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dc.contributor.authorMorrison, Simon A.*
dc.date.accessioned2016-04-19T13:51:17Z
dc.date.available2016-04-19T13:51:17Z
dc.date.issued2012-11-06
dc.identifier.citationMorrison, S. A. (2012). “Clubs aren’t like that”: Discos, Deviance and Diegetics in Club Culture Cinema. Dancecult: Journal of Electronic Dance Music Culture 4(2): 48–66.
dc.identifier.issn1947-5403en
dc.identifier.urihttp://hdl.handle.net/10034/605891
dc.descriptionIn this peer-reviewed journal article the author interrogates the represent of the club scene in cinemaen
dc.description.abstractThis article considers ways in which filmmakers have attempted to address the subject of electronic dance music culture on the big screen. In what ways have directors tried to visually represent EDMC in fictional narratives? And to what extent have they been capable of capturing the recognisable elements of this phenomenon, by expressing its tropes and spirit in a plausible and credible fashion? Is it possible to distil the energy of the dance floor and represent the actions, practices and attitudes of its participants for an arguably passive cinema audience? How, for instance, can a key component of this subcultural terrain—drug consumption—be effectively illustrated through the devices of the movie director? By providing textual analysis of two recent, and similarly titled, North American productions—Ecstasy (dir. Lux 2011) and Irvine Welsh’s Ecstasy (dir. Rob Heydon 2012)—this account aims to describe, and critique, both the creative approaches and technical devices adopted to solve this artistic problem. With attention to the work of Sarah Thornton, Stan Beeler and Simon Reynolds, this study will also raise questions about authenticity and verisimilitude in an intermediary field in which the dance floor becomes the subject of the non-documentary storyteller and the focus of the camera lens. The article concludes that when a primarily sonic and social medium is re-configured in a visual format, the results, while superficially engaging and entertaining, struggle to capture the charged excitement of the nightclub, the inspirational potency of its soundtrack and, ultimately, the genuine experience of the individual clubgoer.
dc.language.isoenen
dc.publisherGriffith University ePress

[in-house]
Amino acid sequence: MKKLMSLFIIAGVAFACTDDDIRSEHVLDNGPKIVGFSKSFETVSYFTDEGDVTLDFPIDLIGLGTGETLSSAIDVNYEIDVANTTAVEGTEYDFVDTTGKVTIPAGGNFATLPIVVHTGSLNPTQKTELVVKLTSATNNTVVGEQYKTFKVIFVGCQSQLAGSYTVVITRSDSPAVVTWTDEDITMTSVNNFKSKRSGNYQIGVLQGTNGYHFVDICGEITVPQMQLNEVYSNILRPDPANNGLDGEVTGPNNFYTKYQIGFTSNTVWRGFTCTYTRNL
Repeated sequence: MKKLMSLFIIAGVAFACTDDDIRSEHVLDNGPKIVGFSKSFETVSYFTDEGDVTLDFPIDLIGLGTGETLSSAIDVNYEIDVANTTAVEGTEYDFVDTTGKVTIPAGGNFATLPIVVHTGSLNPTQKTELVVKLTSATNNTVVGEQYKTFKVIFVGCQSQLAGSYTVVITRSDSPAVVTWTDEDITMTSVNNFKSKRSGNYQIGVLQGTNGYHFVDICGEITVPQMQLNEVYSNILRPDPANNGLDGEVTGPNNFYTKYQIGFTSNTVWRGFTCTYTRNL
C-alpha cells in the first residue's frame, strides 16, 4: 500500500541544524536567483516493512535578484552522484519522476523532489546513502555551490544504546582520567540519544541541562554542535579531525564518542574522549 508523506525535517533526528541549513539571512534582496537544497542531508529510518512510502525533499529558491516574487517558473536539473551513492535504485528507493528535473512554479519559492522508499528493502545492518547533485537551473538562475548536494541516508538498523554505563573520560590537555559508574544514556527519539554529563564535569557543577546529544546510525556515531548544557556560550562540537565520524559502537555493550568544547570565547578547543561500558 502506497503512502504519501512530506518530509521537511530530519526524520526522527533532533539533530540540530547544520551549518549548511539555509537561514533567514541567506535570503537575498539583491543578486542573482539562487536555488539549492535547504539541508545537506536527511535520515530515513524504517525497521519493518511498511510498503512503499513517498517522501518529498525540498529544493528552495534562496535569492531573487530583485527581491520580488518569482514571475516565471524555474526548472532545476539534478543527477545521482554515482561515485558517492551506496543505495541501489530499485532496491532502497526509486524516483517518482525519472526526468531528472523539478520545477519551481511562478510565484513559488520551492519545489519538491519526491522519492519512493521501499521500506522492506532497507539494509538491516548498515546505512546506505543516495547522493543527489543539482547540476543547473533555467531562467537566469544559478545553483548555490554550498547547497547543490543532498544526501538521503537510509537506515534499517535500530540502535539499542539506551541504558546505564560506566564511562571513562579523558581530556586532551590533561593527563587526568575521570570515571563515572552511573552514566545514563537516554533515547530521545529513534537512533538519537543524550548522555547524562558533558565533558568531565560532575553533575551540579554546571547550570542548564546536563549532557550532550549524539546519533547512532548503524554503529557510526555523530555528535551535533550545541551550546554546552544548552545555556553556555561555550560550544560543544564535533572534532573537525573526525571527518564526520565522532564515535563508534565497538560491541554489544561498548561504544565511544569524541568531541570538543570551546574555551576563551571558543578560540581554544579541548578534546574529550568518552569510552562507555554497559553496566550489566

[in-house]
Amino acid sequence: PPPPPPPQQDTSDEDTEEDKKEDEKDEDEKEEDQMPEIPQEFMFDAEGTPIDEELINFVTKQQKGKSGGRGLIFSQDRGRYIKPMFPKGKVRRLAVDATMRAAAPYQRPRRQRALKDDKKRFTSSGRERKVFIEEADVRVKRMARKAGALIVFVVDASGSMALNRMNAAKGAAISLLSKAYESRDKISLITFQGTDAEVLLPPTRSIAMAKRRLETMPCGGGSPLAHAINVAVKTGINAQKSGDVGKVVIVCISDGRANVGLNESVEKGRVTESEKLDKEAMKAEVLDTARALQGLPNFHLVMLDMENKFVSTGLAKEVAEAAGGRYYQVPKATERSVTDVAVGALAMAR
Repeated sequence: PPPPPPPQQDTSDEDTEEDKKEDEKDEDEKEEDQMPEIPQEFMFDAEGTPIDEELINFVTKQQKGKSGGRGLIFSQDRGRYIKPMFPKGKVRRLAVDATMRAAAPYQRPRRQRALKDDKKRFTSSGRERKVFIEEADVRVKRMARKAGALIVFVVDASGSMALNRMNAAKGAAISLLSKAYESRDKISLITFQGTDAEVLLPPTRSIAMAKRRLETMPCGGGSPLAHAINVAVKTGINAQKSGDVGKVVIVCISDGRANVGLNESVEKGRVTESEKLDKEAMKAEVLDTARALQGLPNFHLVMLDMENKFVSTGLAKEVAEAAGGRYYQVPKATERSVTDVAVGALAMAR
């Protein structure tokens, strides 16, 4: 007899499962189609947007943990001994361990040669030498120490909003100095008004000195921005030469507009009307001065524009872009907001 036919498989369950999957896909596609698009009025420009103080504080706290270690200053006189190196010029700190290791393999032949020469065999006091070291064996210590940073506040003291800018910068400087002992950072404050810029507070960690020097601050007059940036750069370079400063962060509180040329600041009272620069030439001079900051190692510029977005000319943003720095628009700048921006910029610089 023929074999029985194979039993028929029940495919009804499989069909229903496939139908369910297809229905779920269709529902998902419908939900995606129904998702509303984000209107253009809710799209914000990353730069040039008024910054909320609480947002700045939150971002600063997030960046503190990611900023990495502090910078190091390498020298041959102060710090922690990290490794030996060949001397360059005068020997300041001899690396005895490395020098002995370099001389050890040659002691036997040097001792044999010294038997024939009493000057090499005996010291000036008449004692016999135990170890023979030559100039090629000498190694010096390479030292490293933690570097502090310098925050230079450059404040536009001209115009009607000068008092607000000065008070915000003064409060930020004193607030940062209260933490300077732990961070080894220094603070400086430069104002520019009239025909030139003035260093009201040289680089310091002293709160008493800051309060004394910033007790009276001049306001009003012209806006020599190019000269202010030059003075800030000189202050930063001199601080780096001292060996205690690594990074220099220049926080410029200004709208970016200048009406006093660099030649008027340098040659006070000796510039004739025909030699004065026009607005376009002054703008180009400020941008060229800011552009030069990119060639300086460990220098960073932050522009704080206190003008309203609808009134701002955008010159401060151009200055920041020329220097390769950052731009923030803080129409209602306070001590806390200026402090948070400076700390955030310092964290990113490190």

dc.relation.urlhttps://dj.dancecult.net/index.php/dancecult/article/view/343
dc.rights.urihttp://creativecommons.org/licenses/by-nc-sa/4.0/en
dc.subjectEDMC
dc.subjectCinema
dc.subjectDiegesis
dc.subjectIrvine Welsh
dc.title“Clubs aren’t like that”: Discos, Deviance and Diegetics in Club Culture Cinema
dc.typeArticle
dc.contributor.departmentUniversity of Chester; University of Leedsen
dc.identifier.journalDancecult: Journal of Electronic Dance Music Culture
dc.internal.reviewer-noteContacted publisher directly SM 18/04/2016en
dc.date.accepted2000-01-01
or.grant.openaccessYesen
rioxxterms.funderxxen
rioxxterms.identifier.projectxxen
rioxxterms.versionVoRen
rioxxterms.licenseref.startdate2212-01-01en
refterms.dateFCD2019-07-15T15:57:33Z
refterms.versionFCDVoR
refterms.dateFOA2018-08-13T12:52:14Z
html.description.abstractThis article considers ways in which filmmakers have attempted to address the subject of electronic dance music culture on the big screen. In what ways have directors tried to visually represent EDMC in fictional narratives? And to what extent have they been capable of capturing the recognisable elements of this phenomenon, by expressing its tropes and spirit in a plausible and credible fashion? Is it possible to distil the energy of the dance floor and represent the actions, practices and attitudes of its participants for an arguably passive cinema audience? How, for instance, can a key component of this subcultural terrain—drug consumption—be effectively illustrated through the devices of the movie director? By providing textual analysis of two recent, and similarly titled, North American productions—Ecstasy (dir. Lux 2011) and Irvine Welsh’s Ecstasy (dir. Rob Heydon 2012)—this account aims to describe, and critique, both the creative approaches and technical devices adopted to solve this artistic problem. With attention to the work of Sarah Thornton, Stan Beeler and Simon Reynolds, this study will also raise questions about authenticity and verisimilitude in an intermediary field in which the dance floor becomes the subject of the non-documentary storyteller and the focus of the camera lens. The article concludes that when a primarily sonic and social medium is re-configured in a visual format, the results, while superficially engaging and entertaining, struggle to capture the charged excitement of the nightclub, the inspirational potency of its soundtrack and, ultimately, the genuine experience of the individual clubgoer.


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